My first moblog
This was quite tricky. In the end, I had to set up gmail from my mobile...
A little space to share some thoughts about the situation, potential and possibilities of ICT in Colombian Education. Disclaimer: None of my thoughts compromise the organizations I work for. Just in case.
After thinking about the talk I had with Stephen, and participating in a meeting to evaluate the videoconference service used in last week's seminar, I've ended up with some draft ideas about what could make sense in the use of ICT in Colombia (meaning, where could we go):
However, there are some related conditions, which could decide the success or failure of ideas like those exposed:
Just some draft ideas that I've been processing in the last days. Just a draft. :-)
According to some of the people leading in Colombia the high speed networks initiative, videoconference is the "killer application" in these networks (just like e-mail was the killer app on Internet).
So, the last week we held the Seminar Workshop "Strategies for the use of High Speed Networks and Learning Objects" in Bogotá. We were lucky enough to have presentations by Stephen Downes, Peter Stucki, Rachel Smith, Christina Siroskey, Victor Castelo and Tom Boyle. The event's proceedings will be available soon in the ColombiaAprende portal. So far, here are links to some comments on the first day presentations, posted by Stephen Downes in his Half an hour blog:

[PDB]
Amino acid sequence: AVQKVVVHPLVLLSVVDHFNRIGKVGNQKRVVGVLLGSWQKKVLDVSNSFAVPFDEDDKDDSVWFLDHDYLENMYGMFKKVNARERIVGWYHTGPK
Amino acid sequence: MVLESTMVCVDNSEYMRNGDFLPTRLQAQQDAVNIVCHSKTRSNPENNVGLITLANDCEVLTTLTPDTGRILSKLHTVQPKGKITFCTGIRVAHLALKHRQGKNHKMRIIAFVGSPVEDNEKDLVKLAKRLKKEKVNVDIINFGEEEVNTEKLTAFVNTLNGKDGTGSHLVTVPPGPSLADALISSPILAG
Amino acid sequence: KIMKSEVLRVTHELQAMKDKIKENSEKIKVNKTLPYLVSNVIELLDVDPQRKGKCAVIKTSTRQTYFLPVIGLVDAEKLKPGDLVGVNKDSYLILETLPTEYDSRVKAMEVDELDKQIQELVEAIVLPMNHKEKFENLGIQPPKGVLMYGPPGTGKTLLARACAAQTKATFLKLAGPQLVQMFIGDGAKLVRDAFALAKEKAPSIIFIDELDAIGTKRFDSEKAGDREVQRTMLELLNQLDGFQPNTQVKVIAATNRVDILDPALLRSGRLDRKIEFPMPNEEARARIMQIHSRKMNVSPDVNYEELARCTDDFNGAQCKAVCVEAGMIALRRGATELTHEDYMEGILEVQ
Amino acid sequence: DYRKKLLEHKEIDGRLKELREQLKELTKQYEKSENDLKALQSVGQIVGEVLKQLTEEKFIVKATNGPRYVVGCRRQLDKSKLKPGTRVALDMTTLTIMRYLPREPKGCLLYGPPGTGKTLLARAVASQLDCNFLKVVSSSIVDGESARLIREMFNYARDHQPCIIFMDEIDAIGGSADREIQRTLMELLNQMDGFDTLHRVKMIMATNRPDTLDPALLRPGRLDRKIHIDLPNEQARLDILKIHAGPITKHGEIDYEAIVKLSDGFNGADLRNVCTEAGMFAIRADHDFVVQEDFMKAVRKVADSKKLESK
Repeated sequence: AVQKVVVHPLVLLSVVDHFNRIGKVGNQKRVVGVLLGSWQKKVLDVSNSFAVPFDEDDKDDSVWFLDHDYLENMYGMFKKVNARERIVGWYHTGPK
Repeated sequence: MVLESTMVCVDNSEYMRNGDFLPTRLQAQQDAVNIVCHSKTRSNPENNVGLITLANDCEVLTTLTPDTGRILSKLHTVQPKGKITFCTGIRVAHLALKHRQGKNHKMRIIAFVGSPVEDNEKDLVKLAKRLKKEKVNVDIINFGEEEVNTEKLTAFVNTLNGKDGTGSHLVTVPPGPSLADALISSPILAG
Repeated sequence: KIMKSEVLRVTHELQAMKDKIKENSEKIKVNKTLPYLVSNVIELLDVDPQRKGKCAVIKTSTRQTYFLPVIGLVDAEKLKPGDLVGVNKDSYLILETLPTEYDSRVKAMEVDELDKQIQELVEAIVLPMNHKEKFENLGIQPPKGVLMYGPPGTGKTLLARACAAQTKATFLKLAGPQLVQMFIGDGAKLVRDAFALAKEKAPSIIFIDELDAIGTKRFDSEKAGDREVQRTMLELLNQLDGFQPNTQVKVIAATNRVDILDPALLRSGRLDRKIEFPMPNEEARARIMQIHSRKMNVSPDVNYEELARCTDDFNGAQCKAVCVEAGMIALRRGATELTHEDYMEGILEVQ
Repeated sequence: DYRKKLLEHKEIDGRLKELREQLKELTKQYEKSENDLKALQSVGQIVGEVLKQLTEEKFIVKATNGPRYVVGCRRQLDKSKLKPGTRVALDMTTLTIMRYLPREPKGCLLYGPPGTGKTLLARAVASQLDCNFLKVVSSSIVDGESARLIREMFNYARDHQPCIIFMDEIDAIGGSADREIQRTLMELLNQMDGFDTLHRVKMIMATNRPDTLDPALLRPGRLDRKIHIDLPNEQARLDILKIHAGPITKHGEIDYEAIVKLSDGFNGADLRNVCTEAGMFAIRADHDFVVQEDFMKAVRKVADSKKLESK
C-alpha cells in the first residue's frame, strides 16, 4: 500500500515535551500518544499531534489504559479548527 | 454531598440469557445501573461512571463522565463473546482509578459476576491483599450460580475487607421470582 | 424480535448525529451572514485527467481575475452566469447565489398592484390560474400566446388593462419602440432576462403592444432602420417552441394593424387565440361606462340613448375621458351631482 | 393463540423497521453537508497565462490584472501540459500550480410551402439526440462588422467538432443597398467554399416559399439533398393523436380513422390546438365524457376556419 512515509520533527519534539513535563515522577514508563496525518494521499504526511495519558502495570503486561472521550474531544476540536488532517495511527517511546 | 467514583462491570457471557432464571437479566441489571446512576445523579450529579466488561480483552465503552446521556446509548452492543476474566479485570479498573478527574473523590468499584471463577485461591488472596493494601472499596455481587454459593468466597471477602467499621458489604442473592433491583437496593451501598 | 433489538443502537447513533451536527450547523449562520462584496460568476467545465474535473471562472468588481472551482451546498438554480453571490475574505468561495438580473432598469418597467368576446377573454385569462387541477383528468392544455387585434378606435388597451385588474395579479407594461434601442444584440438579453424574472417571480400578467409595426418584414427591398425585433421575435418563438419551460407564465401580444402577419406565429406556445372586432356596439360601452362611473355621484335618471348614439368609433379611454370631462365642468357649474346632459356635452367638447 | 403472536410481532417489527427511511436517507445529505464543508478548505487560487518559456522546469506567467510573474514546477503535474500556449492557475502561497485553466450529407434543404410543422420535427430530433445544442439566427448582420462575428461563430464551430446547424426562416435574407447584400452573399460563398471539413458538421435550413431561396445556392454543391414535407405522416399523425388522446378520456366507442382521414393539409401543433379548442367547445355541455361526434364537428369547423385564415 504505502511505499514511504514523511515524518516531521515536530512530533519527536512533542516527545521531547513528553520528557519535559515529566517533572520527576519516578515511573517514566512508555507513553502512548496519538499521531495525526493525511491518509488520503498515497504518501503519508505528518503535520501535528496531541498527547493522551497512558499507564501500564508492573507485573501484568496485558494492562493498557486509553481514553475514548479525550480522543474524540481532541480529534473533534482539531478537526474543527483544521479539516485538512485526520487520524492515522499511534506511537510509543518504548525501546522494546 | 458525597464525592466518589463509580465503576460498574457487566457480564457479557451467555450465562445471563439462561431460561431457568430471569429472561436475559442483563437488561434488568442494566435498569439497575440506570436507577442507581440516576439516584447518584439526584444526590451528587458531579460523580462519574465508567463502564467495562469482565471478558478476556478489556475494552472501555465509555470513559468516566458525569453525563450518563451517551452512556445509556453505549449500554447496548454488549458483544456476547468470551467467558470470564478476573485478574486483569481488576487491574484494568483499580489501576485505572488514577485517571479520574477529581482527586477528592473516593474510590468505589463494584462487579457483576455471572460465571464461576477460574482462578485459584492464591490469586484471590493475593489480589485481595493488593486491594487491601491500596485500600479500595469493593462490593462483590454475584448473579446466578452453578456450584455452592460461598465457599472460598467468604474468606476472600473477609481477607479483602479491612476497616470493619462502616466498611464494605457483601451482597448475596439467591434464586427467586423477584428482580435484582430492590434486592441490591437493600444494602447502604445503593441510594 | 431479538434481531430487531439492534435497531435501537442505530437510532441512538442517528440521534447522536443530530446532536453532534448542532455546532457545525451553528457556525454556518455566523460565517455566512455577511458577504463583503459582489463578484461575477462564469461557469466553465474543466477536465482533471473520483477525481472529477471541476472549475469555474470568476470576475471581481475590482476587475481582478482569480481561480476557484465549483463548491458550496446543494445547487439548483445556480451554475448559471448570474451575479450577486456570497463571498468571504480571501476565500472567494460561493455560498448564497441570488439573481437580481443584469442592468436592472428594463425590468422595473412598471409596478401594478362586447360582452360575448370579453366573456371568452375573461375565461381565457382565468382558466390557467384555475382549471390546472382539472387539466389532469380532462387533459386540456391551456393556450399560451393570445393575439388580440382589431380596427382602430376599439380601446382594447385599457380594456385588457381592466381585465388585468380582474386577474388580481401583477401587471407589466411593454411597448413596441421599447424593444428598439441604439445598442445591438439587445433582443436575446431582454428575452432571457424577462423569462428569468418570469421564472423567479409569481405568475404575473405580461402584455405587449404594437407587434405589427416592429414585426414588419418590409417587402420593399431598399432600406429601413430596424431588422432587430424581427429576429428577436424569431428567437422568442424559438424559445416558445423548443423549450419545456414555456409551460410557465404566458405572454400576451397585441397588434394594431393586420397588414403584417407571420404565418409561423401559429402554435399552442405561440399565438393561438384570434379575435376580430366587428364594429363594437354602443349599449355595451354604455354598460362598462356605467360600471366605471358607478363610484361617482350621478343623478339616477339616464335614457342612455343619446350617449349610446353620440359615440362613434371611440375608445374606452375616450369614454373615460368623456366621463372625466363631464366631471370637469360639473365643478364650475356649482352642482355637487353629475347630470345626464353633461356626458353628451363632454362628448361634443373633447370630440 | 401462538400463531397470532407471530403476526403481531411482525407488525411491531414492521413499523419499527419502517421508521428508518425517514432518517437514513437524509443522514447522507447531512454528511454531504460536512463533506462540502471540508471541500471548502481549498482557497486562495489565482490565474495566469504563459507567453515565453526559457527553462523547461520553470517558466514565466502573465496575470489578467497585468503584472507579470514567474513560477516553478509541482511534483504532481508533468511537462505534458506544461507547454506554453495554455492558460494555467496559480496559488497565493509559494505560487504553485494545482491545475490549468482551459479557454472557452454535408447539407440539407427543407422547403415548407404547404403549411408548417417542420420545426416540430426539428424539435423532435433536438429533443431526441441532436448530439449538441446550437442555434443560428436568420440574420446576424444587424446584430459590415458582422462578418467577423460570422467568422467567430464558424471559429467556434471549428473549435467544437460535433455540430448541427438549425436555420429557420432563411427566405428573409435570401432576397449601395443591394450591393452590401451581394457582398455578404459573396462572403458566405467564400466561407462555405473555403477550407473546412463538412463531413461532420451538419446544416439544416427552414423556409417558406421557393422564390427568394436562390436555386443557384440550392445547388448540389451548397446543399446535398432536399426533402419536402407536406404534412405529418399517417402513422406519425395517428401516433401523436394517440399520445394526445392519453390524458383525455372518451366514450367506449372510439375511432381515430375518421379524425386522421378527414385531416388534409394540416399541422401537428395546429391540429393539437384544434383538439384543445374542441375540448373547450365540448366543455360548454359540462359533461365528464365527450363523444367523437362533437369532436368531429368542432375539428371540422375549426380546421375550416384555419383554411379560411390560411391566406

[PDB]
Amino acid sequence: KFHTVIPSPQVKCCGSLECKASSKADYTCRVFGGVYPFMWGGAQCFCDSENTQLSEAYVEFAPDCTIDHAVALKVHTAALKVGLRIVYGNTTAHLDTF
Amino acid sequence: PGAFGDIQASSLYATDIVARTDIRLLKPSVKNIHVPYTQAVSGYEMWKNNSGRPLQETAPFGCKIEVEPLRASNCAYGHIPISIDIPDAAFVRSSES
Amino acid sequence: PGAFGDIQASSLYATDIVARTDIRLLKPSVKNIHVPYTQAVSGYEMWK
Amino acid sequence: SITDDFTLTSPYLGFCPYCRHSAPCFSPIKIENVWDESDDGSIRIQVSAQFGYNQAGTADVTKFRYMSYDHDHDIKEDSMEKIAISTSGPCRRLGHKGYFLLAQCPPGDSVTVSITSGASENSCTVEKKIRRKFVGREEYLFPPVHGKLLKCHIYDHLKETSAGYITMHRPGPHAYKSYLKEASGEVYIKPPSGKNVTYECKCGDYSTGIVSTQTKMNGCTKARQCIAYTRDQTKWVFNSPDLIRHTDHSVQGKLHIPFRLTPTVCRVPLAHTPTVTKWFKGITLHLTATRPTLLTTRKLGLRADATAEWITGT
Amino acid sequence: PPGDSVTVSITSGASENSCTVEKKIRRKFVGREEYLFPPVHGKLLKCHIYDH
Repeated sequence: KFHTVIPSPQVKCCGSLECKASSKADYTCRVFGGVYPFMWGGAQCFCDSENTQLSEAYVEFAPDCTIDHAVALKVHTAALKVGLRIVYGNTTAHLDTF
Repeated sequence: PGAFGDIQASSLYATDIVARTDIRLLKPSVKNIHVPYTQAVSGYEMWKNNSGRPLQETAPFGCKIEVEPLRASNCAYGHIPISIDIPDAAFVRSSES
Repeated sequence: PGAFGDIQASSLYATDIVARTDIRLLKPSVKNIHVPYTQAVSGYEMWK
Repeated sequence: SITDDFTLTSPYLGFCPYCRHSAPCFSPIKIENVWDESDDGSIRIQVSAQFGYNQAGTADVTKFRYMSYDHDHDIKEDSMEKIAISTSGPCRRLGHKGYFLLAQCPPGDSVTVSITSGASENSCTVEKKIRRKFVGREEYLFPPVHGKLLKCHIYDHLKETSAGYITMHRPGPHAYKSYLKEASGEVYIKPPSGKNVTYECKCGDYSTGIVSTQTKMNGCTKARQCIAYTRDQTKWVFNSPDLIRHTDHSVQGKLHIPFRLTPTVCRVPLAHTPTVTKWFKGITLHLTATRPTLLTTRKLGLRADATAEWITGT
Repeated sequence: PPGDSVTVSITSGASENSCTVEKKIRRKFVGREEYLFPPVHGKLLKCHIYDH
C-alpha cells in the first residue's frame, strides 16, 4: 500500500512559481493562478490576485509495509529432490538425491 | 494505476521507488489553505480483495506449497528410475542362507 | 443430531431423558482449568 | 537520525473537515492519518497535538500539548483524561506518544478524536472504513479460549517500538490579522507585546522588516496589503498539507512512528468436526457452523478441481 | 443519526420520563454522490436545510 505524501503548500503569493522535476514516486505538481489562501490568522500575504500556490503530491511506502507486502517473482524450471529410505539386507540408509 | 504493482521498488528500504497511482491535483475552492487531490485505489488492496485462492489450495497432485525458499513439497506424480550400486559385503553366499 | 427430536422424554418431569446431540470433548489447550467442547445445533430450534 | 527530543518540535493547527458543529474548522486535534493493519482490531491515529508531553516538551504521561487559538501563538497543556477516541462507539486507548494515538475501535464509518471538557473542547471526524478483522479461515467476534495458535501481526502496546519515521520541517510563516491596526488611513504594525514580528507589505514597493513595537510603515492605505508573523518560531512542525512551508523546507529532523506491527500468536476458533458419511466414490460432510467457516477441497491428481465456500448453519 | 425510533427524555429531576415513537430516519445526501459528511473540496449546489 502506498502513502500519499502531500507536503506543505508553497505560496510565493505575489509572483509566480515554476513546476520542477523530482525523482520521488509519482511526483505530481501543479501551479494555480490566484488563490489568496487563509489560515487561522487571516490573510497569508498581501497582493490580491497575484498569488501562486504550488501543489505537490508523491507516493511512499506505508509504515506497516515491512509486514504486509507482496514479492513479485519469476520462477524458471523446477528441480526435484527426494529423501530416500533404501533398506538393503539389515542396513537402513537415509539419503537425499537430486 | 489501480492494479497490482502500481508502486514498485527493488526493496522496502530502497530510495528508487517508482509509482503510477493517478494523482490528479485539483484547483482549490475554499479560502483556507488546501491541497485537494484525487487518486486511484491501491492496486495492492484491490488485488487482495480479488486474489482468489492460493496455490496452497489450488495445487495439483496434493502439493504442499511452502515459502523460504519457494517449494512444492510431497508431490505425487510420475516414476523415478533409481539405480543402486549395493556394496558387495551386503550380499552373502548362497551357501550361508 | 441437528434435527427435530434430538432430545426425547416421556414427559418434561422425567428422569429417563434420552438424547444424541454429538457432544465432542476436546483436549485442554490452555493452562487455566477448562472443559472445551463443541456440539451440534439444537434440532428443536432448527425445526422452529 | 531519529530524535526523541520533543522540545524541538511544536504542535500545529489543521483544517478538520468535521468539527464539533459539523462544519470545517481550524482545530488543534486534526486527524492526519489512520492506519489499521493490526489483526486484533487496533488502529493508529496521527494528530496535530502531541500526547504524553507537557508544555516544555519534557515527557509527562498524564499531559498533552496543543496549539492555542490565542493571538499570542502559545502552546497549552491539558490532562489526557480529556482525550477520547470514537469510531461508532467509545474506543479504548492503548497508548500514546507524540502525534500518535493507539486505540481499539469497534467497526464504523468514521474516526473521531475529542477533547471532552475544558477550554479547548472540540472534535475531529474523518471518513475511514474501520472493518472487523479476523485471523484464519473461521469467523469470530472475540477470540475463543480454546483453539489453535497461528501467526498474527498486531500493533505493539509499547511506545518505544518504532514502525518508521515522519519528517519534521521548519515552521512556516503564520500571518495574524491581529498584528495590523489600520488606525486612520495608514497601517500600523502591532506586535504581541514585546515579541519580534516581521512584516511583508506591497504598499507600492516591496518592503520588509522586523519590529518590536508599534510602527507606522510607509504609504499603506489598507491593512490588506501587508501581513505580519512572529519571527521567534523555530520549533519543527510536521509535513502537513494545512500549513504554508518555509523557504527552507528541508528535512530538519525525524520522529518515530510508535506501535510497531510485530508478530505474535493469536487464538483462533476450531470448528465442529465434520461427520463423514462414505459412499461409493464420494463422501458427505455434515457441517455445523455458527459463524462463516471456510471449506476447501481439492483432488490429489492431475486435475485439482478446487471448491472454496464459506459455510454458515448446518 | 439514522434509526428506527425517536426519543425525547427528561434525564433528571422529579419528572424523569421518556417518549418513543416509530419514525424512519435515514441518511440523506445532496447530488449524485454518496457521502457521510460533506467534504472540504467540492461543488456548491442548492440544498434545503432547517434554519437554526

If I can find the time to translate them, I will publish later more info about the speakers.
So, this is my first post in this blog I'll try to keep alive. The person responsible for getting me to say something into the blogsphere (after a lot of time of being just a lurker) is Stephen Downes. He came to Bogota last week to help us with a couple of presentations in a conference about Educational uses of Learning Objects and High Speed Academic Networks. I got the chance to talk a lot to Stephen, and he helped me realize one of the biggests obstacles for us (Colombian teachers and researchers): We are not that used to share, and we are not that used to write (I mean blogging, more on this later).